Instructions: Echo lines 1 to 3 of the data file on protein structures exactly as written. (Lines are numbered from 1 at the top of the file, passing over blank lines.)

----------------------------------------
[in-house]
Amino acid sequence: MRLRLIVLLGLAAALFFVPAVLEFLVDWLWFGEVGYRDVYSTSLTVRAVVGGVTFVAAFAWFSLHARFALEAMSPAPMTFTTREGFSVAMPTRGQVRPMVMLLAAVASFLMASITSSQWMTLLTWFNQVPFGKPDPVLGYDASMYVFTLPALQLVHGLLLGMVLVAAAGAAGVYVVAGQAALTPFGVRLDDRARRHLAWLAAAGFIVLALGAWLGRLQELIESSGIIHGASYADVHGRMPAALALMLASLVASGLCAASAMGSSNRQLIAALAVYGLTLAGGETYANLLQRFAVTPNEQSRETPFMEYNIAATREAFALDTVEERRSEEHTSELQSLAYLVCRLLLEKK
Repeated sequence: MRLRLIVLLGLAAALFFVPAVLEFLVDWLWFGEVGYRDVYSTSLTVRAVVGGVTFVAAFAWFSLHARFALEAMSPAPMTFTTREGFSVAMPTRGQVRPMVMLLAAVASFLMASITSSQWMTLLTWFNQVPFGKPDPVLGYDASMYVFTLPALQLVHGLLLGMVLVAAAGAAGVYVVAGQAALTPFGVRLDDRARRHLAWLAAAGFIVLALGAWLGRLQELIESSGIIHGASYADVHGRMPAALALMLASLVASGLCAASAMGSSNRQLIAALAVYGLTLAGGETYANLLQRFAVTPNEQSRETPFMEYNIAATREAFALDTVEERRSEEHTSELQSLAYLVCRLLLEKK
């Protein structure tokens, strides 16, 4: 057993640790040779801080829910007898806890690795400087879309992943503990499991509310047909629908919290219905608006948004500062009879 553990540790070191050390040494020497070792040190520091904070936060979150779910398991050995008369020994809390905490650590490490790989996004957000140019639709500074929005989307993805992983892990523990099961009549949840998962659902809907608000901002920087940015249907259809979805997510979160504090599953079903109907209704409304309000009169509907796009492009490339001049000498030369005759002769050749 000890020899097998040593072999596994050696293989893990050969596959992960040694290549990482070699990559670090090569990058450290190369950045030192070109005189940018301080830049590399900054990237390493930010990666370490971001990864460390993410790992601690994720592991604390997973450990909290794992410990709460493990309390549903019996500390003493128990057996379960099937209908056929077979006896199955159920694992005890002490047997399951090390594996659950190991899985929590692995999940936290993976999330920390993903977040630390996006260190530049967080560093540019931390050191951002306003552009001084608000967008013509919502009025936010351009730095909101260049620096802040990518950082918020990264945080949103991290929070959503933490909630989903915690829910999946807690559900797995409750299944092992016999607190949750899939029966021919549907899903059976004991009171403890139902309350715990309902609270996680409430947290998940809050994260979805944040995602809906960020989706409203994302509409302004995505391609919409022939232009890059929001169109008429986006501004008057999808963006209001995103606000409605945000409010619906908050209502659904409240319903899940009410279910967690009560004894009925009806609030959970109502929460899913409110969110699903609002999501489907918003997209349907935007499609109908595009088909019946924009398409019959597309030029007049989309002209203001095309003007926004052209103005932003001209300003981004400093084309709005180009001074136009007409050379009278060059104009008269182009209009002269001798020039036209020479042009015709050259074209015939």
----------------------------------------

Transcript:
[in-house]
Amino acid sequence: MRLRLIVLLGLAAALFFVPAVLEFLVDWLWFGEVGYRDVYSTSLTVRAVVGGVTFVAAFAWFSLHARFALEAMSPAPMTFTTREGFSVAMPTRGQVRPMVMLLAAVASFLMASITSSQWMTLLTWFNQVPFGKPDPVLGYDASMYVFTLPALQLVHGLLLGMVLVAAAGAAGVYVVAGQAALTPFGVRLDDRARRHLAWLAAAGFIVLALGAWLGRLQELIESSGIIHGASYADVHGRMPAALALMLASLVASGLCAASAMGSSNRQLIAALAVYGLTLAGGETYANLLQRFAVTPNEQSRETPFMEYNIAATREAFALDTVEERRSEEHTSELQSLAYLVCRLLLEKK
Repeated sequence: MRLRLIVLLGLAAALFFVPAVLEFLVDWLWFGEVGYRDVYSTSLTVRAVVGGVTFVAAFAWFSLHARFALEAMSPAPMTFTTREGFSVAMPTRGQVRPMVMLLAAVASFLMASITSSQWMTLLTWFNQVPFGKPDPVLGYDASMYVFTLPALQLVHGLLLGMVLVAAAGAAGVYVVAGQAALTPFGVRLDDRARRHLAWLAAAGFIVLALGAWLGRLQELIESSGIIHGASYADVHGRMPAALALMLASLVASGLCAASAMGSSNRQLIAALAVYGLTLAGGETYANLLQRFAVTPNEQSRETPFMEYNIAATREAFALDTVEERRSEEHTSELQSLAYLVCRLLLEKK